In 2004, when the SP/LSA regulation was announced, who would have forecast that on light aircraft, autopilots would be a common feature. Such gear seemed fanciful as autopilots were costly, rather heavy, a maintenance hassle … and besides, weren’t you supposed to “hand fly” a light aircraft so you could truly enjoy flight? Is punching a button to take over the flying chores what we wanted to do?
In nearly a dozen years since FAA’s reg established aviation’s newest and fastest-growing sector, autopilots have become common. Much as I love hand flying, winging about the sky, if I am traveling somewhere and especially if I really need to pay sharp attention to radio work and staying precisely on course — for example, to avoid hot MOAs or Class B airspace — an autopilot can be a mighty handy feature. What used to be way expensive and heavy has changed dramatically and one company had a lot to do with that change: TruTrak.
Founded in 1999 by Jim Younkin and Chuck Bilbe, the Arkansas company hired Andrew Barker as TruTrak’s first employee in September 2000. Zap forward 15 years and today, Andrew is owner of the company, which has sold more than 10,000 autopilots. An innovator in the experimental and Light-Sport Aircraft autopilot market, TruTrak Flight Systems introduced the first digital autopilot (Digiflight). TruTrak autopilots are installed in a wide variety of experimental aircraft, for example, the autopilot in Virgin Atlantic’s Global Flyer and this year’s Solar Impulse. Catch up to this point with this video.
Eco is a fresh 2015 approach to two-axis autopilots (pitch and bank). Conventional systems involve heavier servos that need more care in installation and maintenance. Eco uses different method that cuts weight by 60 percent. Prices are also refreshing. For a short time, a special introductory price of $999 is available but the planned regular price is only $1,200. At either cost Eco is affordable on many aircraft in the Light-Sport and light kit aircraft space.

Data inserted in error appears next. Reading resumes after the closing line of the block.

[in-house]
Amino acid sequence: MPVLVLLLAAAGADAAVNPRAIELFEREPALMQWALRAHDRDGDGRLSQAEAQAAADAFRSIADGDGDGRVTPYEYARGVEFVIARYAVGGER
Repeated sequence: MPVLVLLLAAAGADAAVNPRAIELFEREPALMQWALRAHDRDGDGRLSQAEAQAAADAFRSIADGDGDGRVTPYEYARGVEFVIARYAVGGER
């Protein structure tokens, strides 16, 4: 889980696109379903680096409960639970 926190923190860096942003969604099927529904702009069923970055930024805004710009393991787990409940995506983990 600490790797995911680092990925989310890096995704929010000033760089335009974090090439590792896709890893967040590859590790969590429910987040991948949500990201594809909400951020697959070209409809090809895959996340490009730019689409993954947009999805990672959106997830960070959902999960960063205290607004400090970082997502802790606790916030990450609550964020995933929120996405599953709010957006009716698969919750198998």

However, Andrew is a clever fellow and imagined something more after he struck up a conversation with Ruben Leon of Levil Aviation.
Eco now offers a new concept created by TruTrak and Levil. Rather than using a standard autopilot servo which connects to the primary aircraft controls, Eco attaches as a secondary servo tab on the control surface (much like a trim tab). Eco also uses very lightweight, high quality, high velocity, metal gear, waterproof, miniature servos. “Using commercially available servos, we can reduce the cost of an autopilot system significantly,” said Andrew. “The tabs are also sized such that at maximum deflection, should a servo fail or ‘runaway,’ the forces can easily be over-ridden by the pilot.” A nearby photo shows an example of a servo tab. The tab pictured is 10 inches long and four inches wide. Production servo tabs will weigh approximately three ounces.
Andrew hastened to add credit to his development associate Levil Aviation saying, “The all new Eco autopilot was created in cooperation with Levil Technologies.” If TruTrak already had something of a corner on the light aircraft autopilot market, why was Levil valuable? Because Eco can do more than merely serve as an autopilot.
Beside being an affordable, simple, two-axis autopilot Eco has an added function called Automatic Envelope Protection (AEP). AEP allows the pilot to set a safe bank angle and pitch angle of his or her choosing. When armed, AEP will use the TruTrak autopilot to monitor the angles. “If any exceed the preset limits,” Andrew said, “the autopilot will apply pressure to the controls and move the aircraft back inside the envelope.”
Dynon’s SkyView and other EFIS products, when combined with an autopilot, can offer a straight and level button and that’s great. Angle of attack gauges can tell you when you move outside desirable ranges but they don’t alter the controls. AEP does more and it does so using input from a Levil device providing AHRS (Attitude Heading Reference System) data.
“The things that we are able to do in the aircraft using such small and light-weight servo tabs are just amazing,” said Andrew. “AEP is a wonderful safety feature and the way it works in this system is just incredible.”
As Levil boss Ruben educated me, autopilots take two approaches. One is called a rate gyro (what TruTrak’s Digiflight and most autopilots use) and the other is a position or attitude gyro. For Automatic Envelope Protection to work, it needs to know more. Built directly into the Eco unit, Levil provides an attitude signal to a level of precision the rate gyro alone can’t match. Both rate gyros (that will remain part of TruTrak’s line) and position gyros depend on software algorithms but the Levil position method offer a higher level of precision needed in such parameters as bank angle and pitch attitude.
Sensors such as accelerometers, magnetometers, and pressure transducers make autopilots work. Levil AHRS software completes the picture allowing TruTrak’s new AEP. “For us this was a joint partnership,” Andrew said, confirmed by Ruben. Both companies are pleased about the collaboration and hinted more might come from their association.
In a future article, I will tell you more about Levil, which is located a modest drive from my home airport here in Florida.
If you’d like to hear directly from the experts on how Eco and AEP work, watch our new video — shot at AirVenture Oshkosh just after the new device was introduced.